Carillion entered compulsory liquidation on 15 January 2018. This briefing looks at the causes and consequences of Carillion’s collapse. It will be updated soon to cover more topics.
A compulsory liquidation order was made against Carillion, on the petition of the companies’ directors, on 15 January 2018. Compulsory liquidation is a court-based procedure through which company assets are realised for the benefit of creditors.
Various business commentators have suggested that Carillion went into compulsory liquidation rather than administration because it had no real assets left to sell. It had contracts, but they were either too complex or insufficiently valuable for the banks to lend against.
The High Court appointed the Official Receiver as liquidator. The court also appointed 6 executives of PwC as Special Managers to assist the Official Receiver. The liquidator must act in the interests of the body of creditors as a whole.
It is a feature of the Carillion liquidation that the Official Receiver is expected to prioritise the continuity of vital public services while securing the best outcome for creditors. Unless told otherwise, all employees, agents and subcontractors providing public services are being asked to continue to work as normal and they will be paid for the work they do during the liquidations by the Official Receiver. The Government has undertaken to provide the necessary funding required by the Official Receiver to maintain public services carried on by Carillion staff, subcontractors and suppliers.
Carillion has only been in compulsory liquidation a few days. It is too early to predict what, if anything, creditors will recover. The Special Managers have already said that there is no prospect of any return to Carillion shareholders. The Insolvency Service has also announced that bonuses and severance payments have not been made to directors since the date of the company’s collapse.
On 16 January 2018, the Government announced that the Official Receiver’s investigation into the causes of the failure of Carillion is to be fast-tracked. The investigation is to look at the conduct of directors in charge at the time of the company’s insolvency and also the conduct of previous directors, to determine whether their actions might have caused detriment to the company’s creditors (including detriment to any employees who are owed money or to the pension schemes).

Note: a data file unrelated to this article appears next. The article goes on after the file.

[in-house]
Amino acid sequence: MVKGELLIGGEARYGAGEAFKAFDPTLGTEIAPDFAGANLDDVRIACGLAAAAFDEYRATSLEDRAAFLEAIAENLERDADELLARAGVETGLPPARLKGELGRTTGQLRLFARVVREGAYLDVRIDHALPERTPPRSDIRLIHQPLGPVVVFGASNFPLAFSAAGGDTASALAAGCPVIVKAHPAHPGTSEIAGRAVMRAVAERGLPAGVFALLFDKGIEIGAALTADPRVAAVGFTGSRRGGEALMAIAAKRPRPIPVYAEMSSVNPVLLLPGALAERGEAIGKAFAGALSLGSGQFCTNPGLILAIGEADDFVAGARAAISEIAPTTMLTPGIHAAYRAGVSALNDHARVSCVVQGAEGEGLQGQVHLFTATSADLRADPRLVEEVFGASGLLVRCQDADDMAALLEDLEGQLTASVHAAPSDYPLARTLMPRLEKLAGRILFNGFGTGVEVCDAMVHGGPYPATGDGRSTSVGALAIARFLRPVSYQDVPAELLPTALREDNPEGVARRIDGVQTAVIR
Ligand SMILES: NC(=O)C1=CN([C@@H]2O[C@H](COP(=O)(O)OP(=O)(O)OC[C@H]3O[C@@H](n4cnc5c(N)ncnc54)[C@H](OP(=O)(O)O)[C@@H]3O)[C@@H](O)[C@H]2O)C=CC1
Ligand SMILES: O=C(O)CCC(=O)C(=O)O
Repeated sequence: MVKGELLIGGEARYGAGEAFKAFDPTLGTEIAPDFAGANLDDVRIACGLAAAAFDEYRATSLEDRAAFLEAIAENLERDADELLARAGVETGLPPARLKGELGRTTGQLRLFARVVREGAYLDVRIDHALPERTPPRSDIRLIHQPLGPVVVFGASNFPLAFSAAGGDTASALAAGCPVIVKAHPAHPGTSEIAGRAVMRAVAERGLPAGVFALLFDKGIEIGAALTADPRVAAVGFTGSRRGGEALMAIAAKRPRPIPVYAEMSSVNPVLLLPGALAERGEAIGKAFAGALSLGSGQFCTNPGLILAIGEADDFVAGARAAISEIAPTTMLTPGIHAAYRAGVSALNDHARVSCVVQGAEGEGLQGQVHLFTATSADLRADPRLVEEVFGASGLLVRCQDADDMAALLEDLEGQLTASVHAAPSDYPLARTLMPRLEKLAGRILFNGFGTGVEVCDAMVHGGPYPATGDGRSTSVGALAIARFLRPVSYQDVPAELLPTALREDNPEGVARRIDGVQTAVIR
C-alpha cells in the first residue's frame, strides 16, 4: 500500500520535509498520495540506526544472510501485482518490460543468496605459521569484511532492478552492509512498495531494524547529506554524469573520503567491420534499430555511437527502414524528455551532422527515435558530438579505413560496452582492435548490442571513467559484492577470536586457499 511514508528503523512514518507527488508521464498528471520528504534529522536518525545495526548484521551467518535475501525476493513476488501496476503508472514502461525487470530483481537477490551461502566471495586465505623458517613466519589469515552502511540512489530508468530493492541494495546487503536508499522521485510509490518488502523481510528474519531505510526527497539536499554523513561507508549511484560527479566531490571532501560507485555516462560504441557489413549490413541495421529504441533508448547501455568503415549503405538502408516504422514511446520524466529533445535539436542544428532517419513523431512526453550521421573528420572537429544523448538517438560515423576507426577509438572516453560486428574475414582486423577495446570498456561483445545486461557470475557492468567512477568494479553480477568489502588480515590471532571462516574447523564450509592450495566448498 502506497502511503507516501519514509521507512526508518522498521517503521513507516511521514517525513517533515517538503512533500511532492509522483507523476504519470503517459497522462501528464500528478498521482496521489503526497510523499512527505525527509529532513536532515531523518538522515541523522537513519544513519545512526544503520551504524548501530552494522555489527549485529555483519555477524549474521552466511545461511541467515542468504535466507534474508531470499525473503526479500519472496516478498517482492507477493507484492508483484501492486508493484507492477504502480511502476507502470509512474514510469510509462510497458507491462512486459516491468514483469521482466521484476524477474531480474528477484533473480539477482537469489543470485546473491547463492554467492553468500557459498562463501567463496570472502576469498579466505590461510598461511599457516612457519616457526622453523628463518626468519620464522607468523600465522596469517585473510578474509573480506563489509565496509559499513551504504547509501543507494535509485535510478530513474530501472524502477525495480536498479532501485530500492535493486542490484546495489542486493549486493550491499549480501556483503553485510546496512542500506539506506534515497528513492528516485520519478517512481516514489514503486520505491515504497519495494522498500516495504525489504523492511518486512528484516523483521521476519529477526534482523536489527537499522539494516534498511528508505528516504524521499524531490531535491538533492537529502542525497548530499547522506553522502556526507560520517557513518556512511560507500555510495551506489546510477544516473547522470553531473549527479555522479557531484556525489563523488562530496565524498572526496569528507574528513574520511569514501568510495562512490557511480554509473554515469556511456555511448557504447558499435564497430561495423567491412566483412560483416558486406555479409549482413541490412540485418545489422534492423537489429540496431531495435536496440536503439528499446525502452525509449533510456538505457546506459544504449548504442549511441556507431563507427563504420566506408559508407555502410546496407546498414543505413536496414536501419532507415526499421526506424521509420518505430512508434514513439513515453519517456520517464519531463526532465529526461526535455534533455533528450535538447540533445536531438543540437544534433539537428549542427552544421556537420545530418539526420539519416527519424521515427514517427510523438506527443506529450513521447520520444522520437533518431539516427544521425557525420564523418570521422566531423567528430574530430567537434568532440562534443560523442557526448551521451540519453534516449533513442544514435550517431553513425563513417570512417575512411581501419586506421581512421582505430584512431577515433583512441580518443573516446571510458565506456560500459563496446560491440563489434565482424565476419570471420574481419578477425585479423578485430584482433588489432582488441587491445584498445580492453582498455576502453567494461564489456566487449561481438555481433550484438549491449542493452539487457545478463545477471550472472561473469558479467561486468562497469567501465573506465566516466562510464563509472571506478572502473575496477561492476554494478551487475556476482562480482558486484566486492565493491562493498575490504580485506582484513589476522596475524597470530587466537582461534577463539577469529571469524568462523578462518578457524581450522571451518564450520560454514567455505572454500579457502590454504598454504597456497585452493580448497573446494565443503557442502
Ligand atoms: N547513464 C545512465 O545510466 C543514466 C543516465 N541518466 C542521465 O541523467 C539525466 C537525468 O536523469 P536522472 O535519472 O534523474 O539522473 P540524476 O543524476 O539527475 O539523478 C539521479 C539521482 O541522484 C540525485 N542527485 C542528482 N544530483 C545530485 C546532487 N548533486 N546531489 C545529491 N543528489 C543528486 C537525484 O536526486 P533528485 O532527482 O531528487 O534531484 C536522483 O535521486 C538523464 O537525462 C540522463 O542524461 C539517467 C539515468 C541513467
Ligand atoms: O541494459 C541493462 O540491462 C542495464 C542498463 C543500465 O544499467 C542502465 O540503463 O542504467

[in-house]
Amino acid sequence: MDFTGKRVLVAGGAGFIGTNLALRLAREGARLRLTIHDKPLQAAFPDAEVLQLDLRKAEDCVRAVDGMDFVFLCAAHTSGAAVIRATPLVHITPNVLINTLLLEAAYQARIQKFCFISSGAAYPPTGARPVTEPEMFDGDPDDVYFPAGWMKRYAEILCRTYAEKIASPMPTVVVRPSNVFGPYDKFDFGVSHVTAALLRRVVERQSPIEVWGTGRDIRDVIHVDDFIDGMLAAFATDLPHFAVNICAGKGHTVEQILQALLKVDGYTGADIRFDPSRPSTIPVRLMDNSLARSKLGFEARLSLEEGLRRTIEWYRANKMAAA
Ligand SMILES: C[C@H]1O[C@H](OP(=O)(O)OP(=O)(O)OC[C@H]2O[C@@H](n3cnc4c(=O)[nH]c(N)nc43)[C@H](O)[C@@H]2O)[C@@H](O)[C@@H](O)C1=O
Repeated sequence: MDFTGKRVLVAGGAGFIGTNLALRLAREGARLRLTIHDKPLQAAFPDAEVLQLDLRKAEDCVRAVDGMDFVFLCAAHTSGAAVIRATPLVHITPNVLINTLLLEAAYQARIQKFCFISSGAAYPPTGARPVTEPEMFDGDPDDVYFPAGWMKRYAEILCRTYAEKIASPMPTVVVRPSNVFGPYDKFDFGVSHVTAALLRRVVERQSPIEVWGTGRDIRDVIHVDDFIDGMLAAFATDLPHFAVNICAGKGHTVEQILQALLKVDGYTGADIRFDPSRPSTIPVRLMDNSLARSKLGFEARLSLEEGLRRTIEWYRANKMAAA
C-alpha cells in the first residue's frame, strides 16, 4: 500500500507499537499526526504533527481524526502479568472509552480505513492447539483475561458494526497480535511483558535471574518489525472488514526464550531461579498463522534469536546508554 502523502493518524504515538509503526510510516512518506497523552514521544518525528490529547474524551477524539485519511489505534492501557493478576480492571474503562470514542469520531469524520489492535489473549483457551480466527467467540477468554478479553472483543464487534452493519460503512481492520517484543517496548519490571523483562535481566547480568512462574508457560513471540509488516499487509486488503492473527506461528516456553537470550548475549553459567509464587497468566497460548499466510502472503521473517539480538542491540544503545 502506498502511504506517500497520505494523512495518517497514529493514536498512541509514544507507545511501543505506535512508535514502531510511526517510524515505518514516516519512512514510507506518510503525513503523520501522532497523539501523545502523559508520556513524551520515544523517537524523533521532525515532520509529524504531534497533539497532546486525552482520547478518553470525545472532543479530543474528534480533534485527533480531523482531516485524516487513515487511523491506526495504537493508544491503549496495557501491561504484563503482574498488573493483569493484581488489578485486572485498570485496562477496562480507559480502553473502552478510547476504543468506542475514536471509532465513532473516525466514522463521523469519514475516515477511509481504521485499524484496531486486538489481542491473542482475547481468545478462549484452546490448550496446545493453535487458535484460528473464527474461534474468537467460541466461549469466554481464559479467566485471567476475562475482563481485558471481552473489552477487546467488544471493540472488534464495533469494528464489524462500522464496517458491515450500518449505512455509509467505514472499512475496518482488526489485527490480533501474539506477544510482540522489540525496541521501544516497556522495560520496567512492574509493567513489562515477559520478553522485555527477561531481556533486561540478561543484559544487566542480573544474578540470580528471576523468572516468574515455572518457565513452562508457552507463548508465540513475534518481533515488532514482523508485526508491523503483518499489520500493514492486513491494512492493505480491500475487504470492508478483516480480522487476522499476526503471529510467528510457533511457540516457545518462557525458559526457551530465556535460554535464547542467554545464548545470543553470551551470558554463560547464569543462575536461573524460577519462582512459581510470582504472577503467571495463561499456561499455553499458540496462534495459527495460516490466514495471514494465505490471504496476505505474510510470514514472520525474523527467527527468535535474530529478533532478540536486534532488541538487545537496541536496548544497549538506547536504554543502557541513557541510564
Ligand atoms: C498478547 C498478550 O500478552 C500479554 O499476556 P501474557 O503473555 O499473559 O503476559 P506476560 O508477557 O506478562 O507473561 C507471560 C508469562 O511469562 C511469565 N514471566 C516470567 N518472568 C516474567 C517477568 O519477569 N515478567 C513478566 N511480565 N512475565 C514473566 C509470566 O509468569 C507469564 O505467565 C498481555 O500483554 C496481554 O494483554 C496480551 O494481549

On 10 July 2017, Carillion announced that its profits would be hit to the tune of £845 million. As a consequence, its chief executive resigned and there would be no dividends that year. The shares lost more than half of their value in the two days that followed the announcement.
Although the July 2017 profit warning marks the beginning of the end for Carillion, it is poor decisions in the years leading up to it that caused the company serious trouble. Of the £845m charge, Carillion said that £375m related to the UK (mostly three PPP projects) and £470m to overseas markets (mostly exiting markets in the Middle East and Canada).
On 29 September 2017, Carillion’s half-year financial statementsrevealed a total hit to the company’s worth of £1.2 billion – enough to wipe out the profits from the previous eight years put together.
In the eight years from 2009 to 2016, Carillion paid out £554 million in dividends, almost as much as the cash it made from operations. In the five years from 2012 to 2016, Carillion paid out £217 million more in dividends than it generated in cash from its operations.
Over the eight years from December 2009 to January 2018, the total owed by Carillion in loans increased from £242 million to an estimated £1.3 billion – more than five times the value at the beginning of the decade.
Commons Briefing papers CBP-8206 Authors: Lorraine Conway; Federico Mor
The full report can be found here – CBP-8206